# Some matrix multiplication tricks

The first two are sort of obvious:

We want to multiply some matrix \(\mathbf{A}\) with some diagonal matrix
\(\mathbf{D}\). Instead of carrying out a bunch of multiplications by zero, we
replace the matrix multiplications by a `for`

loop and elementwise
multiplication. In other words,

where \(\mathbf{a}_n\) is the \(n\) -th column of \(\mathbf{A}\), \(\mathbf{D} = \mathrm{diag}(\mathbf{d})\), and \(\odot\) denotes the elementwise product. In GNU Octave, this would look like the following:

N = 3; A = randi([0 9], N, N); d = randi([0 9], N, 1); D = diag(d); DA1 = D*A; DA2 = A; for k = 1:N DA2(:, k) = DA2(:, k) .* d; end if ~all(DA2(:) == DA1(:)) s = 'NOT equal'; else s = 'equal'; end ans = sprintf('DA1 and DA2 are %s.', s);

The output for the above snippet is, as is to be expected:

DA1 and DA2 are equal.

We do a similar thing when multiplying with a diagonal matrix on the right,
i.e. \(\mathbf{A}\mathbf{D}\). The difference here is that we're pointwise
multiplying the **rows** instead of the columns of \(\mathbf{A}\):

N = 3; A = randi([0 9], N, N); d = randi([0 9], 1, N); % this is now a row vector D = diag(d); AD1 = A*D; AD2 = A; for k = 1:N # now pointwise multiplying the rows AD2(k, :) = AD2(k, :) .* d; end if ~all(AD2(:) == AD1(:)) s = 'NOT equal'; else s = 'equal'; end ans = sprintf('AD1 and AD2 are %s.', s);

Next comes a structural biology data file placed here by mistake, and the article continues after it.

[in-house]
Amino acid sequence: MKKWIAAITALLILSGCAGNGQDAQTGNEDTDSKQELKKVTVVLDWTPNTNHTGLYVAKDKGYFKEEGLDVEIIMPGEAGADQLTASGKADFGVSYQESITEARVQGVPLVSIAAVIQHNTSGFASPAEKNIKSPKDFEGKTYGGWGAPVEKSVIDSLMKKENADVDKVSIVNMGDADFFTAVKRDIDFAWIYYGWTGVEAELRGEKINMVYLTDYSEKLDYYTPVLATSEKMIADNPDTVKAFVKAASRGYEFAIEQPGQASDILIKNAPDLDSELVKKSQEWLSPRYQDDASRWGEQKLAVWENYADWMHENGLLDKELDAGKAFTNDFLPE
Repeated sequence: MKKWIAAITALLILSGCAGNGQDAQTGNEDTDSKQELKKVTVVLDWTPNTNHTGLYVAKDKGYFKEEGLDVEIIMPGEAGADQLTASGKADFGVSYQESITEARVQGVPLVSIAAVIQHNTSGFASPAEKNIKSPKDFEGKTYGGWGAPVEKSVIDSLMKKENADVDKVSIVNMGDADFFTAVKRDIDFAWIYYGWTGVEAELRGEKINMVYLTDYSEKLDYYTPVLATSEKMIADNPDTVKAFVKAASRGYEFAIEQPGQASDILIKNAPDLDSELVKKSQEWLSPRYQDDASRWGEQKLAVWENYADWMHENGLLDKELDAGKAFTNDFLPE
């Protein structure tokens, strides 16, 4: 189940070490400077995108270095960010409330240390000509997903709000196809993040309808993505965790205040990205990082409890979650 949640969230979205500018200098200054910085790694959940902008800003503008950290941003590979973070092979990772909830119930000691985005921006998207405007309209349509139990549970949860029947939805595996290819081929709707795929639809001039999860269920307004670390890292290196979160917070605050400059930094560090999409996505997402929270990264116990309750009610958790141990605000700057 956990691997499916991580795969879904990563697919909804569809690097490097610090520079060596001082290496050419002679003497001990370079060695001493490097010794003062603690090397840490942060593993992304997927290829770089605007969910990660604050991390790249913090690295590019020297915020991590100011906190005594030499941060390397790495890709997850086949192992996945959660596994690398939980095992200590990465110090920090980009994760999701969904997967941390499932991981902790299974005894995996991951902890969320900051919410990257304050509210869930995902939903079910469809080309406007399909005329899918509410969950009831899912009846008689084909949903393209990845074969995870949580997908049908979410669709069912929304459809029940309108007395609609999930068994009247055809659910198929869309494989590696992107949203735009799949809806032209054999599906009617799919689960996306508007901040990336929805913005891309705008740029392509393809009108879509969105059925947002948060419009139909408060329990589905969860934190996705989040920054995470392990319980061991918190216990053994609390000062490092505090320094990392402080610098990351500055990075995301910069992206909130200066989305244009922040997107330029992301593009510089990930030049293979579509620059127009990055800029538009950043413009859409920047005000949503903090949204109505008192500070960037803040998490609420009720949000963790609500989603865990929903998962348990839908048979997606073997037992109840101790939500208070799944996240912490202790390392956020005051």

We again get a similar output:

AD1 and AD2 are equal.

Now, suppose you find yourself in the need for **only the diagonal elements of a
matrix**, i.e. you are looking for something along the lines of

(Note that I am using the \(\mathrm{diag}(\cdot)\) operator here in the MATLAB/Octave sense: When applied to a vector, it returns a diagonal matrix, but when applied to a matrix, it returns the matrix' diagonal elements. Also, \(\mathbf{A}\) and \(\mathbf{B}\) are any two matrices with the correct dimensions.)

We can then save some computations by doing

\begin{equation} \mathbf{x} = \mathrm{diag} \left( \mathbf{A} \mathbf{B} \right) = \mathtt{sum}\left( \mathbf{A \odot \mathbf{B}^{\mathsf{T}}}, \mathtt{2} \right), \end{equation}Which means that we first pointwise multiply by the transpose of \(\mathbf{B}\) and then sum across the rows. I apologize for my abuse in notation here, but the following snippet makes the operation a little clearer:

N = 3; A = randi([0 9], N, N); B = randi([0 9], N, N); x1 = diag(A*B); x2 = sum(A.*B.', 2); if ~all(x1 == x2) s = 'NOT equal'; else s = 'equal'; end ans = sprintf('x1 and x2 are %s.', s);

And of course, we obtain the expected result:

x1 and x2 are equal.